Usefulness of Clinical, Ultrasonographic, Hysteroscopic, and Immunohistochemical Parameters in Differentiating Endometrial Polyps From Endometrial Cancer

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2014-03-01

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Elsevier B.V.

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Study Objective: To evaluate the usefulness of clinical, ultrasonographic, hysteroscopic, and immunohistochemical parameters in differentiating endometrial polyps from endometrial cancer.Design: Cross-sectional study (Canadian Task Force classification II-2).Setting: Tertiary public hospital, university teaching center.Patients: Eighty-two women who underwent hysteroscopic polypectomy and 20 women who underwent surgery to treat endometrial cancer.Interventions: Analysis of medical records and immunohistochemical assessment of estrogen receptors, progesterone receptors, and endothelial markers CD34 and CD 105.Measurements and Main Results: Among women with endometrial cancer and endometrial polyps, respectively, mean age was 63 and 57 years (p = .01), 89% and 67% were postmenopausal (p < .05), and 85% and 30.5% had postmenopausal bleeding (p < .01). No sonographic parameter enabled differentiation of endometrial polyp from cancer. Of patients with endometrial cancer, 72% exhibited signs suggestive of hyperplasia, and endometrial polyps were diagnosed during hysteroscopy. Estrogen receptors (>= 2 vs >= 1; p < .001) and progesterone receptors (>= 3 vs >= 2; p = .07) were greater in endometrial polyps. There was no significant difference in microvessel density (p > .05).Conclusions: Ultrasonographic parameters and endothelial markers did not enable differentiation of polyps from endometrial neoplasia. Postmenopausal bleeding and endometrial hypervascularization along with vascular atypia at diagnostic hysteroscopy showed a greater association with endometrial cancer. (c) 2014 AAGL. All rights reserved.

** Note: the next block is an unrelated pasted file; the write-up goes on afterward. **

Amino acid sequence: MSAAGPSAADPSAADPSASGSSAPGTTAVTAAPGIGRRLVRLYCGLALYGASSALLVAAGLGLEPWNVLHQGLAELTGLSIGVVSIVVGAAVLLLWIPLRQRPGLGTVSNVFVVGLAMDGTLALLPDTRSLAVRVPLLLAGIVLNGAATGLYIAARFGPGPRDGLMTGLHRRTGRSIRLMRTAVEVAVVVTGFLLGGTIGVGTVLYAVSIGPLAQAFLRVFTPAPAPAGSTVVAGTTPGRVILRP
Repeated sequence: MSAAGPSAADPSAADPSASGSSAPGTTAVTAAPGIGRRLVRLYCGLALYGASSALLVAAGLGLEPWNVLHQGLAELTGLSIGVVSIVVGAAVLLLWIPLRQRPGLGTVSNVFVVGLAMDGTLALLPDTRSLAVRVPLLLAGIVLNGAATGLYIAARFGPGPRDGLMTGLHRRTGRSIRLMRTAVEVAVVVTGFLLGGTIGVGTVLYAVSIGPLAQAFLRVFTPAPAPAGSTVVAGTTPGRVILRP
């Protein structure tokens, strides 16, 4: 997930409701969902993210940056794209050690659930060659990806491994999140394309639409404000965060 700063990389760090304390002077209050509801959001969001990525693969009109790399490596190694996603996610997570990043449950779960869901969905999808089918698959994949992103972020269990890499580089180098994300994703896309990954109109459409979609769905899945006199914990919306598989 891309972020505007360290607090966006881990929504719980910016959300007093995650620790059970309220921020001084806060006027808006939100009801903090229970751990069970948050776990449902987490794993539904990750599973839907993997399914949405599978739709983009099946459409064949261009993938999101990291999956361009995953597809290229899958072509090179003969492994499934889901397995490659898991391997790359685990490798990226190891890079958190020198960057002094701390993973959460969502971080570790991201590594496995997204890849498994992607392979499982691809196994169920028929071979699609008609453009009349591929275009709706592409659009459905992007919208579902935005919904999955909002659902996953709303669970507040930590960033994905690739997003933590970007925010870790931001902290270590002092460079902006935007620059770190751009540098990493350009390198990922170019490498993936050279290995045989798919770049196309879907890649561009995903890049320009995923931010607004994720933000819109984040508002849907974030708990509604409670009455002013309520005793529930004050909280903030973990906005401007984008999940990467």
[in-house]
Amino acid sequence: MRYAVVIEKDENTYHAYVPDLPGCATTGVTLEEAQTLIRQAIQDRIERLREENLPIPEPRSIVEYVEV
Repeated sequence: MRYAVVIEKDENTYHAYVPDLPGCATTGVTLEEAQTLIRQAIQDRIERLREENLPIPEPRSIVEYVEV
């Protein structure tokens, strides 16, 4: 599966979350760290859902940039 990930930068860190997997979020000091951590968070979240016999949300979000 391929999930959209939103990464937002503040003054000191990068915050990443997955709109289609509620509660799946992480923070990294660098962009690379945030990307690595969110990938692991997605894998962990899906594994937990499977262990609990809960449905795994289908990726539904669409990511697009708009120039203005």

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Inglês

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Journal Of Minimally Invasive Gynecology. New York: Elsevier Science Inc, v. 21, n. 2, p. 296-302, 2014.

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